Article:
2012.12.07

MacBook Pro

The phrase “I am no longer Apple’s Target Market” is one that I can identify with… and the blog post of the same name makes a lot of good points.

I’ve been using computers (mostly made by Apple) for over 30 years. Maybe I’m just a curmudgeon at this point, but I actually like being able to see the file system, and I don’t want or need some specially curated “App Store” or procedures to protect me from naughty applications I download from the big, bad Internet. I’ve been doing fine for nearly 20 years. As for people who do need such things, I understand the need, but I hope I’m not further restricted due to others and their (lack of) knowledge.

I’ve said this before, and I’ve said it again, there’s a learning curve to using computers, and I’m fine with that. There’s a learning curve to operating a motor vehicle, or a table saw, or a pencil sharpener. There should be. That’s part of life. Learning should not be looked upon as something that is a bad thing, and hey, I’m sorry, but you might have to actually learn a bit to use a computer, or table saw, or kitchen appliance. I’m not saying some things don’t need to be easier, but there’s a middle ground between ease of use, and restrictions of freedoms we once had. And easier? Hell, it’s a million times easier that it once was. Why, when I was a kid you turned on your Apple II and got a blinking cursor. No icons. No menus.

I use Apple hardware, and I use a lot of Apple software (and a lot more non-Apple software.) I also use Linux a lot. Linux has never been my desktop OS of choice, but for servers I love it. I do run some Linux desktop machines though, and they’ve improved much over the years. The work I do though, does at this time require Mac OS X.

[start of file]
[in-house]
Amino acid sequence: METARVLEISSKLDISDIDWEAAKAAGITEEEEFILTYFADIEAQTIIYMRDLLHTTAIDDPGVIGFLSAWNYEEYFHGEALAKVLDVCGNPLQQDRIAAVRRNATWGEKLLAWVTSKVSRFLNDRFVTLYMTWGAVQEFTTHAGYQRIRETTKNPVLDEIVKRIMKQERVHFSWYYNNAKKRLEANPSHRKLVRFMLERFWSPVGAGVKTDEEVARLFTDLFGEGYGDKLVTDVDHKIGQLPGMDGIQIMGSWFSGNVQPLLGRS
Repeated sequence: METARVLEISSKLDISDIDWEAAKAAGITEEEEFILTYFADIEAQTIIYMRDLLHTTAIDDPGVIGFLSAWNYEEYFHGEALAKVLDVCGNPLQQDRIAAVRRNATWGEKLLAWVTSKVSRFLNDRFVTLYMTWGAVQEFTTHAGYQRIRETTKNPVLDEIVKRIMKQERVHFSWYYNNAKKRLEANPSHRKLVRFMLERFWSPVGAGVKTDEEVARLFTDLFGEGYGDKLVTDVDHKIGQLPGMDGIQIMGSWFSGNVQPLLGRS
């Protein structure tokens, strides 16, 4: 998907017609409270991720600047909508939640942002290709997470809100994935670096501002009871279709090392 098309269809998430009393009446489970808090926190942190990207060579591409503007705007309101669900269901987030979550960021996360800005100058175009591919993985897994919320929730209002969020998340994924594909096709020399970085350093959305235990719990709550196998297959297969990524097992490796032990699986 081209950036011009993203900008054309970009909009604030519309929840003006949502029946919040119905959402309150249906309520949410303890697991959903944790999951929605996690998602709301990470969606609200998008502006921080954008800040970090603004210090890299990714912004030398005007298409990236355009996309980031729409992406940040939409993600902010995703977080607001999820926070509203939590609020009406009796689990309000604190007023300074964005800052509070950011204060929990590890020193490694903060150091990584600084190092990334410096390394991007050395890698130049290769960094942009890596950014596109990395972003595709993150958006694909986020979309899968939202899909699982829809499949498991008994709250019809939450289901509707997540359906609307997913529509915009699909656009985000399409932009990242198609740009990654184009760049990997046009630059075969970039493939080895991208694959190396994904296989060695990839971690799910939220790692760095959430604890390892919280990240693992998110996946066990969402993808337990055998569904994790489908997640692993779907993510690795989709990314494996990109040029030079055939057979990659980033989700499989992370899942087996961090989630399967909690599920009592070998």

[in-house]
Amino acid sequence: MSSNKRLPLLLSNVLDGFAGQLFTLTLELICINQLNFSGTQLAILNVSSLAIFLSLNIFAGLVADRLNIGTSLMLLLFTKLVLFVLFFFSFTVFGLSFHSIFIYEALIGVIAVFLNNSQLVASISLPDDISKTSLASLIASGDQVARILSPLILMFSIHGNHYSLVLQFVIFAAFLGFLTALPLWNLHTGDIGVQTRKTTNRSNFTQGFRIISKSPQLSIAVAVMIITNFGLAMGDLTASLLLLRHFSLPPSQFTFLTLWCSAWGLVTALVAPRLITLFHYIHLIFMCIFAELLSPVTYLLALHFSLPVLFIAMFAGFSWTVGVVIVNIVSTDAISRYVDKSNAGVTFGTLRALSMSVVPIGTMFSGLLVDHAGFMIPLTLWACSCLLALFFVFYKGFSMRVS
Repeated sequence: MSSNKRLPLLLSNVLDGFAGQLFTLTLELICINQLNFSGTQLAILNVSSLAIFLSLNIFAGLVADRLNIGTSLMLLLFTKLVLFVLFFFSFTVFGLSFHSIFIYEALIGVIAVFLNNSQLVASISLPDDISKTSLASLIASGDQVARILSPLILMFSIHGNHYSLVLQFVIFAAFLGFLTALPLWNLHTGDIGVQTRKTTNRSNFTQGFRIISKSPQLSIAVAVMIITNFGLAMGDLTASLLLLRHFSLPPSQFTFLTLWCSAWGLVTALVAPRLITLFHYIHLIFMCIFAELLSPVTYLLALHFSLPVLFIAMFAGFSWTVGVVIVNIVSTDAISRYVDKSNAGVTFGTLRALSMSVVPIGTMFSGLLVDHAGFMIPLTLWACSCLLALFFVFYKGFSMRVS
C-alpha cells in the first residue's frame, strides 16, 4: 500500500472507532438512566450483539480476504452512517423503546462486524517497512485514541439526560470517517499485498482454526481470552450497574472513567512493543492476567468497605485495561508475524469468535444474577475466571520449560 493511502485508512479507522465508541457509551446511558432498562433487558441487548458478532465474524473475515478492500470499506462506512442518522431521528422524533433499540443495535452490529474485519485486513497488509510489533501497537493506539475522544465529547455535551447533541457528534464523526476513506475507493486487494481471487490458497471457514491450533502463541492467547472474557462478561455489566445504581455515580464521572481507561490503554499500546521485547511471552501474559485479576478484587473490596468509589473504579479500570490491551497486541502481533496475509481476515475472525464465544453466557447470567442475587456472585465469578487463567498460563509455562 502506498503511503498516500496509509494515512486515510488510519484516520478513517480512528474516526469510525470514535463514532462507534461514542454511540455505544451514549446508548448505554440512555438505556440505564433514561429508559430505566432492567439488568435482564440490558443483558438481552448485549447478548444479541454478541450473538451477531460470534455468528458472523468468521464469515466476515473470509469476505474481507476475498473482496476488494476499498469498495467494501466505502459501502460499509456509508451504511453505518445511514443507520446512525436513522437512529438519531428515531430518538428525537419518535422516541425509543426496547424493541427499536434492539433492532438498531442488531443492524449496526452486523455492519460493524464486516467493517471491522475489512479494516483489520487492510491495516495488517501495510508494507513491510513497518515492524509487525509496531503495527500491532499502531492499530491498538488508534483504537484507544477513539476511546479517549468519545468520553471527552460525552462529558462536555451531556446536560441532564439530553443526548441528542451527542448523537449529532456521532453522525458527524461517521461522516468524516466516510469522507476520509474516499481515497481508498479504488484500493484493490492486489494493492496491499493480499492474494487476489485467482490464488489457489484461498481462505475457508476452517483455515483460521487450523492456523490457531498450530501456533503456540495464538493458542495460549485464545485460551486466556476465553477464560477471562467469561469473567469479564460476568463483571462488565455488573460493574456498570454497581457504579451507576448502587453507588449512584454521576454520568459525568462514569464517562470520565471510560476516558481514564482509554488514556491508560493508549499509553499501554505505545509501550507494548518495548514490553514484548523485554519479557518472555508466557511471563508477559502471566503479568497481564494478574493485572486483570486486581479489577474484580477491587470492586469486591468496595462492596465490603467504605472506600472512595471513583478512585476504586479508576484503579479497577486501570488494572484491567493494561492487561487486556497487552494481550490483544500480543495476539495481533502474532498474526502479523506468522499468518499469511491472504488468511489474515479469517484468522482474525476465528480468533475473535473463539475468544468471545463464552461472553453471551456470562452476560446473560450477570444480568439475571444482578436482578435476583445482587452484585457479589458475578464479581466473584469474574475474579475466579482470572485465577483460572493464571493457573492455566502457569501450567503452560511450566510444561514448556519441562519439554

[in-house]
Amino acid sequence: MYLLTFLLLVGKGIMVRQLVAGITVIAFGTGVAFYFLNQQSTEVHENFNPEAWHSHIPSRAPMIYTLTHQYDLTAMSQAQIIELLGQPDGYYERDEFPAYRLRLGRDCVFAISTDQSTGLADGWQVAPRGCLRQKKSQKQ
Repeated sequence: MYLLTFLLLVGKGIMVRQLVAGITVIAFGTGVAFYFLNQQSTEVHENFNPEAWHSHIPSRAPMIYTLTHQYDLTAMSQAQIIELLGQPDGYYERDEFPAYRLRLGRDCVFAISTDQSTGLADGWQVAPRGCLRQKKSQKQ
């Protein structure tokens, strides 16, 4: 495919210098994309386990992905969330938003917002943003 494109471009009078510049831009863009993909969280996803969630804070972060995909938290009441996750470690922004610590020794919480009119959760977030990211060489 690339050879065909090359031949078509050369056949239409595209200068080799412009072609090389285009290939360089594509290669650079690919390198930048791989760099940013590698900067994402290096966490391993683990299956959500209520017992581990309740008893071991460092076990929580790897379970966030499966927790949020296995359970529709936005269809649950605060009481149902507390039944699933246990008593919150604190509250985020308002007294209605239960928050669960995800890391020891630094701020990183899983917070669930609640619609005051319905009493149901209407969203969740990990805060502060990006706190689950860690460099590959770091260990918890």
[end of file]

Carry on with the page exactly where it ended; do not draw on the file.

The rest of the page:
I have a first generation iPad. I love it. It’s a great device for what it is. It is not a computer. Sometimes I wish it was a computer, but I find it very enjoyable to use as it is. I wish it were more open though. (But I wish that about a lot of things.)

Mac OS X is still my favorite desktop operating system. Is it perfect? Nope. Has it gotten better or worse over the years? Probably both. I’ve always got a terminal open with multiple tabs, which is something 95% (?) or Mac users probably don’t do.

Anyway, it’s December 2012, and I’m still using Macs (a lot) for business and personal use, and most of the time, they work well for me. I’ll let you know where I’m at some time in 2013.

2 Responses to “Still Macin’ (for now)”

  1. Les OrchardNo Gravatar says:

    Yeah, I feel like I’m on the way out on Apple, too. And I prefer tools that offer more power in exchange for learning.

    But, I think “ease of use” is what sells vs “how this empowers you”. And, sure you can get a lot done with an iPad or iPhone. But, you can get so much more done with a bash shell, given the know-how.

    Sometimes I wonder where things like table saws and jet fighters would go, if they followed the same evolutionary pressures? How could a table saw be like an iPhone, and would it make any sense?

  2. JasonNo Gravatar says:

    I think the iPhone equivalent of a table saw exists, it’s some other guy with a table saw.

    With these devices you delegate control for the sake of convinience. The sweet spot for this delegation differs from person to person and from application to application.

    That said, the main reason I use Apple computers today is that the hardware is the best made I have found. In fact I’d be running Debian on my MacBook Air if I could get the display resolution right (which probably says something about Linux, but I’ll leave that to the reader to explore). I do like OSX, more so back when it was more like NeXT Step, but at this point I use it because it’s good enough to keep me from undertaking the effort of switching.

    I also find the trade-off of iOS on the phone and tablet worthwhile since I use these devices for their designed purpose and expect them to work with little or no fiddling.

    On the other hand, the systems I build for the laboratory are purely Linux because I like fiddling with these machines and since I decide everything they run, I love the customization that is possible using Linux. Additionally, openness is very important to me, especially in regard to the creative work I do so using Linux (and other open tools) here helps prevent baking any closed tech into my creations.

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